This Will Be on the Exam.
Lessons from cycle A of the Dominica, according to the Ordinary Form of the Roman Rite:
Isaiah 22: 19-23.
Psalm 138: 1-3, 6, 8.
Romans 11: 33-36.
Matthew 16: 13-20.
The Twenty-First Sunday of Ordinary Time.
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8:16 AM 8/24/2014 — I'm sure you have noticed, when you're watching a drama series on TV, that when the story is a continuation of what happened in the show the week before, they'll sometimes begin an episode by saying, “Here are some scenes from last week…”; and they do that for the benefit of those who may have missed last week's episode. What escapes the notice of many Catholics, unfortunately, is that the cycle of Scripture lessons for the Sundays of the Church Year have been compiled over a thousand years to present to us a continual compendium of the Catholic Faith. That's one of the reasons—not the only reason, but one of the reasons—that's it's important not to miss Mass on Sunday. The most important reason, of course, is that it's a very serious sin to do so; and, at some point in the future we will have to look at the origins of, and the reasons for, what we call the “Sunday Obligation.” But another reason that assisting at Holy Mass every Sunday is important is that, when you miss a Sunday, a void is created in your hearing of the readings, and so the presentation of the Faith has holes in it that make understanding what our Lord is trying to teach us all the more difficult.
Now, all of this is moot for those who go to Mass robotically and who don't listen to the readings, and there are many of those; you see them every Sunday in your own parishes, I'm sure: they are distracted and agitated, their minds everywhere except on where they are and what they are doing. If we were perfectly honest with ourselves, we would have to admit that that's us, from time to time. Sometimes it's hard to avoid. Sometimes we're hampered by the reader, whose voice may be distracting or hard to understand, or whose delivery is less than reflective. Sometimes the homily of the priest or the deacon can be very poorly thought out, and this can distract us as well. Sometimes we've just got so many burdens pressing upon our minds—family problems, personal problems, money problems, health problems—that we're lucky we've managed to get ourselves there at all; and, all of that is certainly understandable.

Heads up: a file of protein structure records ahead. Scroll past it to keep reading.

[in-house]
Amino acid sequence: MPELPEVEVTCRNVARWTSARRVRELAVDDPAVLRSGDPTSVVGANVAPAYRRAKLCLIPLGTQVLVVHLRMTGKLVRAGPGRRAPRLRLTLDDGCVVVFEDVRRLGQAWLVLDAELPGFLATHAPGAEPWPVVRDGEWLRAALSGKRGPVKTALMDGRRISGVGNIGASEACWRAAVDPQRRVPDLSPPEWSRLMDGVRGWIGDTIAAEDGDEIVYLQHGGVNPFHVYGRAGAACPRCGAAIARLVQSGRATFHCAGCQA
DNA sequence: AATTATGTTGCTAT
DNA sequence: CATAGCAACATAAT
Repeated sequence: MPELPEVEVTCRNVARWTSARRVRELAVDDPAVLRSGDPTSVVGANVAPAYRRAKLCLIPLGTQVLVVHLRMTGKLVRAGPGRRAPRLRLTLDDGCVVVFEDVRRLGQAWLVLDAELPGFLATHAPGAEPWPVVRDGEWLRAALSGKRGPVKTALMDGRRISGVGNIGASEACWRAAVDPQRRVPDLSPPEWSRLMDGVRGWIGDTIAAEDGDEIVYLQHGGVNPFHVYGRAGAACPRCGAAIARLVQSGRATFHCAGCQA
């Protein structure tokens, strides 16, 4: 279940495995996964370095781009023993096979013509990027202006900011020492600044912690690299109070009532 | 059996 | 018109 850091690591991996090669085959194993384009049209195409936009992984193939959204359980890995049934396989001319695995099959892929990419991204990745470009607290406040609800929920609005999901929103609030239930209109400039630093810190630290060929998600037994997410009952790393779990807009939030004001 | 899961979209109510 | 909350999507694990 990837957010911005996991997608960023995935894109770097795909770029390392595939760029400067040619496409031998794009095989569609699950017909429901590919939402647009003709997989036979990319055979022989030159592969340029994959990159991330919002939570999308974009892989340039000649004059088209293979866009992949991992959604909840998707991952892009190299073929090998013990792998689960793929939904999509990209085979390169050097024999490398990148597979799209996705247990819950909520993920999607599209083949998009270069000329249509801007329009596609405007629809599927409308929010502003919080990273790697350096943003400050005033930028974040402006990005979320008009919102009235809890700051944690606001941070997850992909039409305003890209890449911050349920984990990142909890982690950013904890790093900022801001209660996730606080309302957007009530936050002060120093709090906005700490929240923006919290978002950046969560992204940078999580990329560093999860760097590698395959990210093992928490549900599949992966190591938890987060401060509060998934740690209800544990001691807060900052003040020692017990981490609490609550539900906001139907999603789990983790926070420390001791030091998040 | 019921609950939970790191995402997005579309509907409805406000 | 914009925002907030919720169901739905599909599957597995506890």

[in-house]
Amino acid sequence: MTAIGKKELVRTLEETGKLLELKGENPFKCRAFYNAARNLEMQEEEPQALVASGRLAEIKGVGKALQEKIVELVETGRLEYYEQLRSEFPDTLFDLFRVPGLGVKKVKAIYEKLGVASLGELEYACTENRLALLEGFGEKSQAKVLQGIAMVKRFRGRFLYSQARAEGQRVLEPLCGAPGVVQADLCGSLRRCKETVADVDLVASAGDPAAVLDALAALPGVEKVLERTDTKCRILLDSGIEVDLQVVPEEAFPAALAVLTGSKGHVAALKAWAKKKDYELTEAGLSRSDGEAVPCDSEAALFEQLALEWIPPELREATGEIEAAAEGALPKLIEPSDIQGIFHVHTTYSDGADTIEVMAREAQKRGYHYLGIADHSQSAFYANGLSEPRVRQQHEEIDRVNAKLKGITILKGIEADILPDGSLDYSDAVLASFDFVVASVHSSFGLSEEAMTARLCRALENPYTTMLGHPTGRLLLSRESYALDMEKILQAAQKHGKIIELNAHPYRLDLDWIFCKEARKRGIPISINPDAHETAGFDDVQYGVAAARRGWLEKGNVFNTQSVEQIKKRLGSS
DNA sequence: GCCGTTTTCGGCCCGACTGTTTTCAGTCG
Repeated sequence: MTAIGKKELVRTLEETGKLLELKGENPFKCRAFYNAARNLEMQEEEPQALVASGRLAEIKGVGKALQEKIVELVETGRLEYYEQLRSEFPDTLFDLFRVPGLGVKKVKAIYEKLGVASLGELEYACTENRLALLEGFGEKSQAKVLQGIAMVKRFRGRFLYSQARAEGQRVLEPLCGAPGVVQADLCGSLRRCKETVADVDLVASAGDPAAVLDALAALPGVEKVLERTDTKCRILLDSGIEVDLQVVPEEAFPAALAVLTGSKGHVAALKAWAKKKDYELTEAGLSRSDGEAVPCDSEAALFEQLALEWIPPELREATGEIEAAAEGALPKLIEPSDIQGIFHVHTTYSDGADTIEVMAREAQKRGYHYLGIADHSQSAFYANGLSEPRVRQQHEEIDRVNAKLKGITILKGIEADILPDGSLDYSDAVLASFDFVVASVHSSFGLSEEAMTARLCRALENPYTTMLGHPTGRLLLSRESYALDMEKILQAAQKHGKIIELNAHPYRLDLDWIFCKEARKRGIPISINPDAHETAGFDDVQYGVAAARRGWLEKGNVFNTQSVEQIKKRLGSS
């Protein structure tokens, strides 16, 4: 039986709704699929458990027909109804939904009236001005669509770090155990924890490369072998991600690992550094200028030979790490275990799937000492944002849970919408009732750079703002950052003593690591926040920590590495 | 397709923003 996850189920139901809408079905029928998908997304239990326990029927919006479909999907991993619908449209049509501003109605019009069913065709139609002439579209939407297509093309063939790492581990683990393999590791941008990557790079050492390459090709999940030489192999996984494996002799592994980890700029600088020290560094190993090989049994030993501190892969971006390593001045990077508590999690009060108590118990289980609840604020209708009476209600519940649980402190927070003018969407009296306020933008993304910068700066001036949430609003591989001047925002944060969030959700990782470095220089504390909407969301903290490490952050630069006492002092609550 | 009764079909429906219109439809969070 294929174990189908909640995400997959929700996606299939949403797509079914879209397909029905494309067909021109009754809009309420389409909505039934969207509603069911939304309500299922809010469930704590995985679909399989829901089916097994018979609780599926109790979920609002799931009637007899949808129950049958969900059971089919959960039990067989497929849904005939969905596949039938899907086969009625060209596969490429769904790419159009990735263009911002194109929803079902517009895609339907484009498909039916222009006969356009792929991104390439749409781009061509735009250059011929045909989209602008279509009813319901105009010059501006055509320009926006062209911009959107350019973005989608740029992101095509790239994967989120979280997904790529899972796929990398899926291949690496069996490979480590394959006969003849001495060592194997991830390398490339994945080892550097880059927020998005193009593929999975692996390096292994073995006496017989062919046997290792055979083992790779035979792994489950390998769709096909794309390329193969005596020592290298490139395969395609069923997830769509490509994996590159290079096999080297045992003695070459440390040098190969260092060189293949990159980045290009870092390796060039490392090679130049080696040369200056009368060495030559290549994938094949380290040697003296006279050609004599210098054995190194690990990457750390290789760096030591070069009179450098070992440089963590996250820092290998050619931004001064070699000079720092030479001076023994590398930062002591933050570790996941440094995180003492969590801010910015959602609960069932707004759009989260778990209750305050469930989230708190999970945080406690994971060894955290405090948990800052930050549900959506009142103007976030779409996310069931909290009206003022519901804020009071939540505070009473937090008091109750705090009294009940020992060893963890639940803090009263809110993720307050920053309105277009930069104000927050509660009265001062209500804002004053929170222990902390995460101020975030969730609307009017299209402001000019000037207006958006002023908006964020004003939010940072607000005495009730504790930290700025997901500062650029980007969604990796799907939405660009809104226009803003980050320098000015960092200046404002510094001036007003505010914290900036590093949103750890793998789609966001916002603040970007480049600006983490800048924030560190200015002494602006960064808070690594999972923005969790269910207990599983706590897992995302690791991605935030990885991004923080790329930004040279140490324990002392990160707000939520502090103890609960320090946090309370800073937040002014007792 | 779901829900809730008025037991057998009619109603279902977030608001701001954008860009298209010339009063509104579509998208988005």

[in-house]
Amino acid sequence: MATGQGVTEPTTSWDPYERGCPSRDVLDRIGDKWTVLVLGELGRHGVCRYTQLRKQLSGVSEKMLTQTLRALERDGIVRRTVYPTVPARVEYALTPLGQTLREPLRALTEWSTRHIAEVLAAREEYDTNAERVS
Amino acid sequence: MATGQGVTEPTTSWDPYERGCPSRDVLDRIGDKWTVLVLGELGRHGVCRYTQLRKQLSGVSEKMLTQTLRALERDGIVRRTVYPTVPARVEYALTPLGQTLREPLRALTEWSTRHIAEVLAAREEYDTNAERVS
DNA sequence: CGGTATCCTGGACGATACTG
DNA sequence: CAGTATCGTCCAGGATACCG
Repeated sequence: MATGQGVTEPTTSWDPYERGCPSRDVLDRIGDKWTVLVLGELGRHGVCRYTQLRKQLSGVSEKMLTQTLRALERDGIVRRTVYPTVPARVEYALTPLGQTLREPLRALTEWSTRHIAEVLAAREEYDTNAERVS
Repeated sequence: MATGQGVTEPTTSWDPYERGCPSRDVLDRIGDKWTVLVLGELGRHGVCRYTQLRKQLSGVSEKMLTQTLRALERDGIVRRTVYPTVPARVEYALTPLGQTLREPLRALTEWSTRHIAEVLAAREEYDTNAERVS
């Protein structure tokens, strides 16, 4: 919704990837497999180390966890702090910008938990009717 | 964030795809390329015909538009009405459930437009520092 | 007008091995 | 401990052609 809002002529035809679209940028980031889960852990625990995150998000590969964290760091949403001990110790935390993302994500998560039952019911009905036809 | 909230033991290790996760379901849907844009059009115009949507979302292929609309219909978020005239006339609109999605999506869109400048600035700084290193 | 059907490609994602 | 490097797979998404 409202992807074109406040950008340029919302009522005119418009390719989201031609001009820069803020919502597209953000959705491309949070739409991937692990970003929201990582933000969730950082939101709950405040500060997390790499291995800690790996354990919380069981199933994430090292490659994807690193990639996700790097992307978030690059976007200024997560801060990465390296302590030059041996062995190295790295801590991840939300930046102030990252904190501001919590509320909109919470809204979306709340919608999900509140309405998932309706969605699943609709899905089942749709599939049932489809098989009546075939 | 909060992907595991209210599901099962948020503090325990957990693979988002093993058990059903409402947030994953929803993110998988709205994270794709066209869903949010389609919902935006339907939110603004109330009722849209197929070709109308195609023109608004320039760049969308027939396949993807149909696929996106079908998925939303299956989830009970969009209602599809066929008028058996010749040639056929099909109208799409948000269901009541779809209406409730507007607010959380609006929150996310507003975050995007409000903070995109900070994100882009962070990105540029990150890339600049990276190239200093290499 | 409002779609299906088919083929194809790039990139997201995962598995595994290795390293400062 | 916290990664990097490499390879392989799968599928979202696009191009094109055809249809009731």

But we know we should at least make the effort; and, making the effort this week brings us to a place we landed on very briefly at the end of last week's Scripture lessons. In fact, the lessons given to us for the last few Sundays, as well as the lessons presented during weekday Mass the last couple of weeks, have hammered home for us the themes of God's permissive will, and the importance of docility before the will of God, whose ways are not our ways. I didn't do it intentionally, but last Sunday, commenting on the Blessed Apostle Paul's Epistle to the Romans, in which he reminds us that the rejection of Christ by the Jew's had the purpose of opening the doors of salvation to the rest of us, I had concluded the homily by reading for you the verses that immediately follow that passage, in which the Apostle reminds us of this very fact, asking us, “Who has ever understood the Lord’s thoughts, or been his counsellor? (11: 34 Knox). You and I saw in that a way to understand our Blessed Lord's curious treatment of the woman featured in the Gospel lesson, who had traveled a great distance to seek our Lord's help for her daughter, and whom the Lord seems to treat very badly at first, but for the purpose of giving an instruction to both her and to his disciples who witnessed the incident. It just so happens that today's second lesson consists of those exact verses that I quoted to you last week, shedding equal light on today's Gospel lesson, which puts the whole theme of the last few weeks into perfect context; for, today, our Blessed Lord explains why it's so important to be docile before the permissive will of God: because he's God!